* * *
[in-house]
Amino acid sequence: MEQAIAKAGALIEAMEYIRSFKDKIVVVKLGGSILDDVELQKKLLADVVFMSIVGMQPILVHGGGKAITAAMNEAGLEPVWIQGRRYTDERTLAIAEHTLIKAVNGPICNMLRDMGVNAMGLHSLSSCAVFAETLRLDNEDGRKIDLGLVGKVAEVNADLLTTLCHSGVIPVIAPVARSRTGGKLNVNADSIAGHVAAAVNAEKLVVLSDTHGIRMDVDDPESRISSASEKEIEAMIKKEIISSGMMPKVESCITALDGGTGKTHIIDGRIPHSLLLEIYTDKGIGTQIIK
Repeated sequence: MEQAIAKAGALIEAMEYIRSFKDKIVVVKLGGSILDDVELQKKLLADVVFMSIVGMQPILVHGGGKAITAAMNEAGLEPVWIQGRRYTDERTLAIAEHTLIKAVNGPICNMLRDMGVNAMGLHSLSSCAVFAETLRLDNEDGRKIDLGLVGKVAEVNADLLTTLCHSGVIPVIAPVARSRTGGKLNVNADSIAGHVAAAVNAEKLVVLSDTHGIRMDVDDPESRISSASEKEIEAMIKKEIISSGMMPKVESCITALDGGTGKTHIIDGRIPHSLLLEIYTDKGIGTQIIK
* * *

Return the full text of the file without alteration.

[in-house]
Amino acid sequence: MEQAIAKAGALIEAMEYIRSFKDKIVVVKLGGSILDDVELQKKLLADVVFMSIVGMQPILVHGGGKAITAAMNEAGLEPVWIQGRRYTDERTLAIAEHTLIKAVNGPICNMLRDMGVNAMGLHSLSSCAVFAETLRLDNEDGRKIDLGLVGKVAEVNADLLTTLCHSGVIPVIAPVARSRTGGKLNVNADSIAGHVAAAVNAEKLVVLSDTHGIRMDVDDPESRISSASEKEIEAMIKKEIISSGMMPKVESCITALDGGTGKTHIIDGRIPHSLLLEIYTDKGIGTQIIK
Repeated sequence: MEQAIAKAGALIEAMEYIRSFKDKIVVVKLGGSILDDVELQKKLLADVVFMSIVGMQPILVHGGGKAITAAMNEAGLEPVWIQGRRYTDERTLAIAEHTLIKAVNGPICNMLRDMGVNAMGLHSLSSCAVFAETLRLDNEDGRKIDLGLVGKVAEVNADLLTTLCHSGVIPVIAPVARSRTGGKLNVNADSIAGHVAAAVNAEKLVVLSDTHGIRMDVDDPESRISSASEKEIEAMIKKEIISSGMMPKVESCITALDGGTGKTHIIDGRIPHSLLLEIYTDKGIGTQIIK